Health Study:Volunteering Is Good for You—But Only If Your Motives Are Unselfish
David Berreby is the author of "Us and Them: The Science of Identity." He has written about human behavior and other science topics for The New Yorker, The New York Times Magazine, Slate, Smithsonian, The New Republic, Nature, Discover, Vogue and many other publications. He has been a Visiting Scholar at the University of Paris, a Science Writing Fellow at the Marine Biological Laboratory, a resident at Yaddo, and in 2006 was awarded the Erving Goffman Award for Outstanding Scholarship for the first edition of "Us and Them." David can be found on Twitter at @davidberreby and reached by email at david [at] davidberreby [dot] com.
A recent performance of Anne Nelson's moving 9/11 play The Guys introduced me to the concept of the "square rooter"—people on a team who are only out for themselves (when your formula is "me times me," your square root is me). Square rooters may be brave and energetic and effective, but there's something missing there ("the last temptation is the greatest treason: to do the right deed for the wrong reason"). And now this long-term look at the effects of volunteering claims this moral deficit has a physiological cost: It found that people who volunteer time to serve others tended to live longer—but only if their motivation was selfless.
Selfish motives to volunteer (to get into a good college, to learn how to use InDesign, to make business contacts, to have a place to store your boat, to meet chicks), don't confer the same benefits, apparently. People with self-serving motives died at the same rate as people who didn't volunteer at all, said the paper, published in this month's Health Psychology. (It's behind the usual obnoxious paywall, but you can read the whole thing in this pdf of a late draft.)
Sara Konrath and her co-authors used a trove of data from the Wisconsin Longitudinal Study, which has tracked the health and habits (and, of course, occasional deaths) of 10,317 Wisconsinites since they graduated from high school in 1957.
In 2004, the still-living participants had been asked whether they'd volunteered their time and effort over the previous decade, and, if yes, how heavily they had participated in those activities. They were also asked to choose among ten possible motives for their generosity. Four of these involved what Konrath et al. call "other-oriented motives" (for example, "I feel it is important to help others" and "I feel compassion toward people in need"). The six others were "self-oriented" (for instance, "volunteering makes me feel better about myself" and "I can explore my own strengths").
The researchers then performed a logistic-regression analysis to see if people's motive for volunteering had any effect on their risk of death. This involved not just cross-tabulating motives and deaths but also paring away the effects of age, gender, marital status, income, religion, and overall health, both physical and psychic. (It must be a pleasure to work with such a deep and thorough data set—unlike a typical psych experiment, which uses a motley crew of undergrads available that semester, the Wisconsin data apparently can answer any health-related question about people, going back decades.)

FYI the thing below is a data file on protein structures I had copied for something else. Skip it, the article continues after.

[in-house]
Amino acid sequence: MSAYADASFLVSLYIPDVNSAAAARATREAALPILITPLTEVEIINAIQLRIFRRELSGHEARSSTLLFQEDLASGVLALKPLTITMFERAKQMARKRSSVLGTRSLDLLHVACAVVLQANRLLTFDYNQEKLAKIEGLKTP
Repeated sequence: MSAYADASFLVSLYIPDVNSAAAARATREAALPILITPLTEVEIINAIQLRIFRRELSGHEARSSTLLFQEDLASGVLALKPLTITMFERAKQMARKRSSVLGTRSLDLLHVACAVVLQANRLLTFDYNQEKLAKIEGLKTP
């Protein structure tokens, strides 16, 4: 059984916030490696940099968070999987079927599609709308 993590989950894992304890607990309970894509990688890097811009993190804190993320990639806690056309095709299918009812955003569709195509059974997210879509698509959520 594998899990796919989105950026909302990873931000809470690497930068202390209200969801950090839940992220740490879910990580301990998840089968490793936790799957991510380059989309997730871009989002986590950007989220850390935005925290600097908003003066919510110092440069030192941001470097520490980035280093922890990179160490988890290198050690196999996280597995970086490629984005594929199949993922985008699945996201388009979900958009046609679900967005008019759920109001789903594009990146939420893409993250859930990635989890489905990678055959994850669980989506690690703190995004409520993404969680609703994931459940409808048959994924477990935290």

A total of 3,376 people fit all these criteria—ie, they had volunteered (or wanted to) and they'd answered the 2004 questionnaire about motives. It turned out 98 of them had died by 2008. According to the statistical analysis, the authors write, selfless volunteers were less likely to be among the dead, while selfish volunteers were more likely to be.
Why should motives matter so much? There's no hard evidence yet but Konrath et al. speculate that the reason has to do with stress: Volunteers often have to cope with too little time, too few resources, too many hard cases and too much heartbreak. Perhaps selflessness protects against that kind of stress in a way the selfishness doesn't. The test, I suppose, would be to use the group of people in the Wisconsin data who said they wanted to volunteer but had not actually done so. If it turns out that wanting to be unselfish increases longevity even in the absence of any concrete action, the case for this paper's hypothesis looks stronger.
If the idea holds up, it suggests that volunteer organizations could protect themselves from burnout by running their operations with an eye on motives. For example, the authors write, selfish volunteers may need more help to avoid burnout, for instance. And if organizations want to have more of the less troublesome selfless volunteers, then they may want to recruit by emphasizing aid to others—rather than encouraging potential volunteers to see their service as a quid-pro-quo exchange.
Konrath S, Fuhrel-Forbis A, Lou A, & Brown S (2011). Motives for volunteering are associated with mortality risk in older adults. Health Psychology : official journal of the Division of Health Psychology, American Psychological Association PMID: 21842999
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